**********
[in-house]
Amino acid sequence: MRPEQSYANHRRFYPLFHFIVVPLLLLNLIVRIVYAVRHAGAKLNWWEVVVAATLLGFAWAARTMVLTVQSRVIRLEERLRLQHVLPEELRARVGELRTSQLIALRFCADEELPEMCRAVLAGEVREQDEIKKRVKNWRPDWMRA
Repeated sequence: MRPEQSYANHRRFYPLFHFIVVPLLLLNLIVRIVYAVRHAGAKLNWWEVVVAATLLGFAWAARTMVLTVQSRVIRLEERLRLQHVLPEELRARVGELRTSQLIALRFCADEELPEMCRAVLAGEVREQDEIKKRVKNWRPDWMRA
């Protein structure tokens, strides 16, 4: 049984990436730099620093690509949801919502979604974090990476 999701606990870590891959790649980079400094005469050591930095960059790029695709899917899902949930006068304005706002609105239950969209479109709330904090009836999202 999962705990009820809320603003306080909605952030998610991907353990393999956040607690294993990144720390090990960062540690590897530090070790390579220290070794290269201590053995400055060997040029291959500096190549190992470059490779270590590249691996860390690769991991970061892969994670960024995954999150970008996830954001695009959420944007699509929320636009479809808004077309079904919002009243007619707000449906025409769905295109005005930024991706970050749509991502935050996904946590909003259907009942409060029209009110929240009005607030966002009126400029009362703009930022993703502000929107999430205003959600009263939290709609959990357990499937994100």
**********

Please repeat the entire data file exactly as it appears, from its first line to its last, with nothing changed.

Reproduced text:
[in-house]
Amino acid sequence: MRPEQSYANHRRFYPLFHFIVVPLLLLNLIVRIVYAVRHAGAKLNWWEVVVAATLLGFAWAARTMVLTVQSRVIRLEERLRLQHVLPEELRARVGELRTSQLIALRFCADEELPEMCRAVLAGEVREQDEIKKRVKNWRPDWMRA
Repeated sequence: MRPEQSYANHRRFYPLFHFIVVPLLLLNLIVRIVYAVRHAGAKLNWWEVVVAATLLGFAWAARTMVLTVQSRVIRLEERLRLQHVLPEELRARVGELRTSQLIALRFCADEELPEMCRAVLAGEVREQDEIKKRVKNWRPDWMRA
């Protein structure tokens, strides 16, 4: 049984990436730099620093690509949801919502979604974090990476 999701606990870590891959790649980079400094005469050591930095960059790029695709899917899902949930006068304005706002609105239950969209479109709330904090009836999202 999962705990009820809320603003306080909605952030998610991907353990393999956040607690294993990144720390090990960062540690590897530090070790390579220290070794290269201590053995400055060997040029291959500096190549190992470059490779270590590249691996860390690769991991970061892969994670960024995954999150970008996830954001695009959420944007699509929320636009479809808004077309079904919002009243007619707000449906025409769905295109005005930024991706970050749509991502935050996904946590909003259907009942409060029209009110929240009005607030966002009126400029009362703009930022993703502000929107999430205003959600009263939290709609959990357990499937994100």